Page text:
Book Review: Strange But True, America by John Hafnor

Did you know that sometime around 1914 a 4-year-old girl living in Idaho was mailed to her grandma’s house to save train fare? Or that camels once roamed the deserts of Arizona? What about the atom bomb that was accidentally dropped near Albuquerque in 1957? All of these “strange but true” facts can be found in a book that is part of the Strange But True series, Strange But True, America.

Written by John Hafnor and featuring illustrations by Dale Crawford, Strange But True, America features little known tales from all 50 states. The story from Louisiana, where I grew up, is about a giant logjam on the Red River that lasted for centuries. I already knew some pieces of that story, yet the details Hafnor weaves in made it even more interesting than I even realized. And the tale from Oregon, where I live now, is about Nike founders Phil Knight and Bill Bowerman. Again, I knew some of the details, but not the whole story presented in the book.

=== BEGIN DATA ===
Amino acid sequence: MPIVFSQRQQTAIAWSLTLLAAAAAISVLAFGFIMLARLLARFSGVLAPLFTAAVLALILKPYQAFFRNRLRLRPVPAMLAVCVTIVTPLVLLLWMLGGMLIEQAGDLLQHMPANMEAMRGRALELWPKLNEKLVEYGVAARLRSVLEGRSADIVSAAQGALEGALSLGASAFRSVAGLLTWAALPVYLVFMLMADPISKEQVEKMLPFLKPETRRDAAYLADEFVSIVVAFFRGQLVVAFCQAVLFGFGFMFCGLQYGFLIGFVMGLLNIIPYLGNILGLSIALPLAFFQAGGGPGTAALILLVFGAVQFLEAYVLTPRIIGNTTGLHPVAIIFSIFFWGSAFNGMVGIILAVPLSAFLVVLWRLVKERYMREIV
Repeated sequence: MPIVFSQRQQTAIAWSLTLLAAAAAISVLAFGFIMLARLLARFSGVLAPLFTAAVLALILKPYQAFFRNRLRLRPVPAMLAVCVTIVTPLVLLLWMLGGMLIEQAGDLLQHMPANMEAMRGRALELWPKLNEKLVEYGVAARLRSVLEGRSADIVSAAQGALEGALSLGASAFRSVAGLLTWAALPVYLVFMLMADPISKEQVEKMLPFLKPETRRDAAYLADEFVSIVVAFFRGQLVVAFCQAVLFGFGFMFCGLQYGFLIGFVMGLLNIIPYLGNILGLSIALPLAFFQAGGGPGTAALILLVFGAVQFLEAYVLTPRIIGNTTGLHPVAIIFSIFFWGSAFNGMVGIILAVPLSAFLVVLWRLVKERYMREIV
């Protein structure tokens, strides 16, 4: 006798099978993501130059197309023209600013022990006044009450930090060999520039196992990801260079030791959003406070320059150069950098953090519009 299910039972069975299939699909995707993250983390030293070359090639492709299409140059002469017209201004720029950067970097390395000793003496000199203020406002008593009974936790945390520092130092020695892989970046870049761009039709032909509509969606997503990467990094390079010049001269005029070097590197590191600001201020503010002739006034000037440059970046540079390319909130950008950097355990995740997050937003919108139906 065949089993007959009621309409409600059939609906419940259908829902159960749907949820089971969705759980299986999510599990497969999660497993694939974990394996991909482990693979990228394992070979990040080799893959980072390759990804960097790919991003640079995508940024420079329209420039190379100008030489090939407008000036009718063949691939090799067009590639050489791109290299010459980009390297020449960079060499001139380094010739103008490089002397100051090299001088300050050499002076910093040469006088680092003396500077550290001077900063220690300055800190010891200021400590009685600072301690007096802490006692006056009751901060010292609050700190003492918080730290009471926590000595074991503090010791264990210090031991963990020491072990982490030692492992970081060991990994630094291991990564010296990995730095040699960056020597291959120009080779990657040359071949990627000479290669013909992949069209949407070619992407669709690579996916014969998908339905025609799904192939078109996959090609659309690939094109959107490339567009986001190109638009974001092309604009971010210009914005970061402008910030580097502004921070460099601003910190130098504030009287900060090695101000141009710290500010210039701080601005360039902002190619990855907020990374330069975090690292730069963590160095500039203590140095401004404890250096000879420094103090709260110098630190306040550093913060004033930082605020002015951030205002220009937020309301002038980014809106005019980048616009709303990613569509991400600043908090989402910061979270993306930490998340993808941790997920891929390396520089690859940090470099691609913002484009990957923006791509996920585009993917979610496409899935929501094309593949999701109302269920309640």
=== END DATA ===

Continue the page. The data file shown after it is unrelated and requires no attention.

Other strange tales are highlighted in the back of the book, in sections about bombs and missiles accidentally going off in quite a few states and short tidbits from all around the country, such as the football game that inspired our first cheerleader and the eagle that was sent to encourage Civil War troops because his owner wasn’t able to fight.

Mother-daughter book club members can have fun identifying their favorite stories while learning something about the history of every state. Hafnor also provides a few more tales at his website, www.StrangeTrueUS.com. You can also get individual, collectible postcards for each state. Those may be fun to collect or send to friends and family who live in other parts of the country. I recommend it for girls aged 10 and up.

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